School, Pollution, & Procrastination
School is in session. New classes. New clubs. New crushes. How exciting!
If you’re already in procrastination mode, this article is a good use of your time. We found three ways that students can help reduce trash waste in schools:
National Public Radio reports that students throw less food in the trash when schools provide more local food options. Currently less than 20 percent of school meals consist of local food. While the trend is slow, the tide is turning. Students, Google which non-profit organizations in your area offer farm-to-school programs. Call them and ask how your school can get involved.
The Minnesota Pollution Control Agency conducted a study that found “over 78% of school waste could be diverted from the trash to organics composting and container/paper recycling collection programs.” What student settles for 78% in school? If we want to do better than 78% on a test, we can do better than tossing 78% of the study guides in the trash. Students, ask your administrators whether the school’s current trash collection program offers additional composting and recycling collection programs. If so, see whether they’ll call to sign up the school.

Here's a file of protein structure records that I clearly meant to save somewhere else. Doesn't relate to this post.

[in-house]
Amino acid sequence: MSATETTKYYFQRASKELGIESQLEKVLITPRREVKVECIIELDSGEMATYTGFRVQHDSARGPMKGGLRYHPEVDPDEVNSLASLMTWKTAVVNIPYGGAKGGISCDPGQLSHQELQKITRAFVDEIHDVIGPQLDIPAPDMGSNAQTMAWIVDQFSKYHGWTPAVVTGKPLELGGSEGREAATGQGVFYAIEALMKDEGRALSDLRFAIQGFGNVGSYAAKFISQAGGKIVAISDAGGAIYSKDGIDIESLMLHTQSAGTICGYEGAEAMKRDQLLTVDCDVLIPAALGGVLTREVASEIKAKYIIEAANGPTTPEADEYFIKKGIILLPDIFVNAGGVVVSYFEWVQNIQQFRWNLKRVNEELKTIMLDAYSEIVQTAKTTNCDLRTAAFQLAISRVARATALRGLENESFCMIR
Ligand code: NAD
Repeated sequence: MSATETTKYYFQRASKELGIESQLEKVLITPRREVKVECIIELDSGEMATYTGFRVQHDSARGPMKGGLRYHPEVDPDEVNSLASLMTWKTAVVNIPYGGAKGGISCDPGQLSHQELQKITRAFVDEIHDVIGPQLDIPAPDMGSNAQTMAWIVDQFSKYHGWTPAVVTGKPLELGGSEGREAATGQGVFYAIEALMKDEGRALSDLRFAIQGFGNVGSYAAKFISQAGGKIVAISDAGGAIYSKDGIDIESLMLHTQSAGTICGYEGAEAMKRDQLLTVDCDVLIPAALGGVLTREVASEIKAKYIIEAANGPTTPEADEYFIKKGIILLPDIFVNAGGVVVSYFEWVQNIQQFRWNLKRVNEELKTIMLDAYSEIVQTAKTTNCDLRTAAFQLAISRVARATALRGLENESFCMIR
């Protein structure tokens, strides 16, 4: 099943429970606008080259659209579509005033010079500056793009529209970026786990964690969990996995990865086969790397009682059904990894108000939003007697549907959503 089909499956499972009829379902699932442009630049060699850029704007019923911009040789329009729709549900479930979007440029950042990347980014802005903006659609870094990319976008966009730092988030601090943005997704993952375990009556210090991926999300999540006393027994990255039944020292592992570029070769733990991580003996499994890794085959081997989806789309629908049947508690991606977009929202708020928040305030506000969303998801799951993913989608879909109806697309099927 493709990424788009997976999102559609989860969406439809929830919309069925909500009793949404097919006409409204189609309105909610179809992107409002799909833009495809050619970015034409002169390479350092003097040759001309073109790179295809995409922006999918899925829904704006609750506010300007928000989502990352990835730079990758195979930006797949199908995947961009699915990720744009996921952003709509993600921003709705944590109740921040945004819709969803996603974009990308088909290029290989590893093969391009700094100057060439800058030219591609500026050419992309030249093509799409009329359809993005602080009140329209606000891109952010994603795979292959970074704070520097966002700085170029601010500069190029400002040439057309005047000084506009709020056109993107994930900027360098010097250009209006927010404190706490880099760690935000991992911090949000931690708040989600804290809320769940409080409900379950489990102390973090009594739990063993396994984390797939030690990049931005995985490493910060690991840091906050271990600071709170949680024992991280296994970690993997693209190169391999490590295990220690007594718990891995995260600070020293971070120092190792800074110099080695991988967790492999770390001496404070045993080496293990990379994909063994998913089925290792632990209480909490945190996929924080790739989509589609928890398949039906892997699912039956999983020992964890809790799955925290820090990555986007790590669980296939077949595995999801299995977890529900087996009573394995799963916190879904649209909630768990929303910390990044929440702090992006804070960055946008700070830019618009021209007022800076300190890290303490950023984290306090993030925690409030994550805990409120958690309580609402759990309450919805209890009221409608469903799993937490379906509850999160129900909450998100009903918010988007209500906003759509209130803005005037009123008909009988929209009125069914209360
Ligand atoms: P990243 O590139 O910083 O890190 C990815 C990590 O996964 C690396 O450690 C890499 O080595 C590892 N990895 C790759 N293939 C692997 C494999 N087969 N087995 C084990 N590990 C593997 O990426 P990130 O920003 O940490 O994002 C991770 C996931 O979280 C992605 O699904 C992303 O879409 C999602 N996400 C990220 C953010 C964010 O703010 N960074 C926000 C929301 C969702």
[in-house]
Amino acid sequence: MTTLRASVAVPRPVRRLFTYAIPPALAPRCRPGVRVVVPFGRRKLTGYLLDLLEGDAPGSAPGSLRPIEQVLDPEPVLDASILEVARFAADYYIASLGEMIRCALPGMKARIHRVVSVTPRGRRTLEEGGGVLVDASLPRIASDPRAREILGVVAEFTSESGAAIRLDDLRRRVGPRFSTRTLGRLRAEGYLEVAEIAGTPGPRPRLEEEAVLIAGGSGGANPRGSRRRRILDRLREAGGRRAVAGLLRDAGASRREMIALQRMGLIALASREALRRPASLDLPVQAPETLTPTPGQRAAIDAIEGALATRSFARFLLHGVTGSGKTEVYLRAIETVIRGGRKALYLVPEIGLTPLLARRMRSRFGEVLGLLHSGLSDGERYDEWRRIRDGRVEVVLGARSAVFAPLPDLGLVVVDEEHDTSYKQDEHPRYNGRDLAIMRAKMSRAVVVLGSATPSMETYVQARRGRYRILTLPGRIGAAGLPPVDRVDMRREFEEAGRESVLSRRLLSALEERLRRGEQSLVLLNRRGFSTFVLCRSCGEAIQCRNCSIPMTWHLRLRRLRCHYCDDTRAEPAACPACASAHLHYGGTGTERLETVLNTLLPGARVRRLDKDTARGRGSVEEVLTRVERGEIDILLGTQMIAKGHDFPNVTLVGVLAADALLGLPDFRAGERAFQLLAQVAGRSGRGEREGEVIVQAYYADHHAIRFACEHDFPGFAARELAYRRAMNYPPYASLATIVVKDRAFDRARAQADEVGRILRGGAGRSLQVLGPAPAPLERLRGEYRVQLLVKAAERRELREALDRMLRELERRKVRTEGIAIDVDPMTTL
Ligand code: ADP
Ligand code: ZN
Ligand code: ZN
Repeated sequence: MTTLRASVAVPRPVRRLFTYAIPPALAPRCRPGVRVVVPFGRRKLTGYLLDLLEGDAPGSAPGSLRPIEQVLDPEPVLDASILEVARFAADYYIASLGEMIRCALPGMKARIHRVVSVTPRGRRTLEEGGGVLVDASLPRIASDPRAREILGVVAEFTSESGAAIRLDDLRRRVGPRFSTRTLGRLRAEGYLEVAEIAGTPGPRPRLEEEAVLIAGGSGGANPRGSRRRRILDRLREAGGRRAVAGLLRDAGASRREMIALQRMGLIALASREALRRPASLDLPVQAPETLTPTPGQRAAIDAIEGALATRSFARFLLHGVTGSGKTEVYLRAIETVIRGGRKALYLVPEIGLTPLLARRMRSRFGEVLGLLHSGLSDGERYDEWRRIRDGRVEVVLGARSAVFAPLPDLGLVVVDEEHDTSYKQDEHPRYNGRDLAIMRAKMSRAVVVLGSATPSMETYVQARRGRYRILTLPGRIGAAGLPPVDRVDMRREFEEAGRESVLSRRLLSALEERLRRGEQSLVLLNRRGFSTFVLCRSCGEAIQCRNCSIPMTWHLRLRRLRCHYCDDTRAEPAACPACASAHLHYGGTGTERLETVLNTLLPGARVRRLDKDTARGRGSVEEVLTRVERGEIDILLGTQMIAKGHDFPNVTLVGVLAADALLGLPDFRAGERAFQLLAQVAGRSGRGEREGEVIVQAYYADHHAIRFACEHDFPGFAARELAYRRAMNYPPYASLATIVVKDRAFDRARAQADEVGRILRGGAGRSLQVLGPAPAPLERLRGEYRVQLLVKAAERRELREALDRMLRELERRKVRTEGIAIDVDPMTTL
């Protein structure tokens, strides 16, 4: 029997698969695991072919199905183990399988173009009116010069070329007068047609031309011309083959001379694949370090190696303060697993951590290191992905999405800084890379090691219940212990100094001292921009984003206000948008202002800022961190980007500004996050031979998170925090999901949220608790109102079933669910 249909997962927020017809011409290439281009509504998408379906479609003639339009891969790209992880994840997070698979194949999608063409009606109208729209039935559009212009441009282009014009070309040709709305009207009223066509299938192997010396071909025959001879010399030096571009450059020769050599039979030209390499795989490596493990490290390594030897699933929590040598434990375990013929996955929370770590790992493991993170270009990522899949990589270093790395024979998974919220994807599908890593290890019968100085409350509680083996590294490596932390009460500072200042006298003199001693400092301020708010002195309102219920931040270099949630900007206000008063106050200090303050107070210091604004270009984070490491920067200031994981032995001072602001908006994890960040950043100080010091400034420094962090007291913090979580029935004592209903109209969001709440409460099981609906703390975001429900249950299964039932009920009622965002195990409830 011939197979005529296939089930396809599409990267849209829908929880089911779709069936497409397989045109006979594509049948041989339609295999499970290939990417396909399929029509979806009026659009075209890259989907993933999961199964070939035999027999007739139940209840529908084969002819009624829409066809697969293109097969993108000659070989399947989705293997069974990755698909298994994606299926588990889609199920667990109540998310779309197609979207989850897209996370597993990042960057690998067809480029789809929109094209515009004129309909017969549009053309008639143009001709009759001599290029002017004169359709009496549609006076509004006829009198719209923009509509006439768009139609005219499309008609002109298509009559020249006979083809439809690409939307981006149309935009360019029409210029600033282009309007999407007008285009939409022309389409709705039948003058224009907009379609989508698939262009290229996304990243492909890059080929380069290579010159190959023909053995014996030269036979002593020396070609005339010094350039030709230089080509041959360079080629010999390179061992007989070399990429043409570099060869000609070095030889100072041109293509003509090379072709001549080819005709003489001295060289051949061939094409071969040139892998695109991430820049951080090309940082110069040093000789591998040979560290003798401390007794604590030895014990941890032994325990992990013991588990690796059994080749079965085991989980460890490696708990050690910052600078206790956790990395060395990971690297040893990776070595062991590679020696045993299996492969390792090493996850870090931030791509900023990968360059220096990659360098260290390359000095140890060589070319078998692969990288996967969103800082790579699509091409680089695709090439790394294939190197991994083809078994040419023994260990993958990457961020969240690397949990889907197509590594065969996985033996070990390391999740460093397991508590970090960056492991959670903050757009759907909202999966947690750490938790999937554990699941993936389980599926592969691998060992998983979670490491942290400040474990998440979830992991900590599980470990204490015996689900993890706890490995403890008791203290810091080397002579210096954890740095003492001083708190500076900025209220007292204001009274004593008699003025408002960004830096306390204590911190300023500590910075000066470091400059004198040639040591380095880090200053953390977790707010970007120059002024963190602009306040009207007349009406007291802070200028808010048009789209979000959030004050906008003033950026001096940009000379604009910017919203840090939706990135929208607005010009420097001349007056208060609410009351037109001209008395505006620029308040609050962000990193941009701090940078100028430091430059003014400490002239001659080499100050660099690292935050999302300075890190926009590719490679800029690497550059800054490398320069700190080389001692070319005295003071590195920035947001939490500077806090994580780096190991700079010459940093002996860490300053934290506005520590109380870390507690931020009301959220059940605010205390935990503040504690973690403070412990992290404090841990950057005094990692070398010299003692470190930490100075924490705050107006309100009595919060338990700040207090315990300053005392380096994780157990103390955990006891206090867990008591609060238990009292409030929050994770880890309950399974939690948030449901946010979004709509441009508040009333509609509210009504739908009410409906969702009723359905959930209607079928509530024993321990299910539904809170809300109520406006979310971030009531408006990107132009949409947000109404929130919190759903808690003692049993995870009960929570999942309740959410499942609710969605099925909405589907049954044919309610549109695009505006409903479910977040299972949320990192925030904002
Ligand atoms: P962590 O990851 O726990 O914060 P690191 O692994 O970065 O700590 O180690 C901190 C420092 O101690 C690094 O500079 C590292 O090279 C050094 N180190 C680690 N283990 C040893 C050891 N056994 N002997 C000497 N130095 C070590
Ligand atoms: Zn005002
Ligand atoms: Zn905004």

The Alice Ferguson Foundation, a non-profit organization in Maryland, created an 8-step program to help schools become Trash Free as part of their Trash Free Potomac Watershed Initiative. It’s easy for schools and environmental clubs to start small, organize, and educate their peers on how to reduce waste throughout school. Students, check out their website, sign the Trash Free School Pledge, and start today!
A little bit of research goes a long way in making schools cleaner and greener. And once you check out our links, consider hitting those books again. You don’t want to get a 78, do you?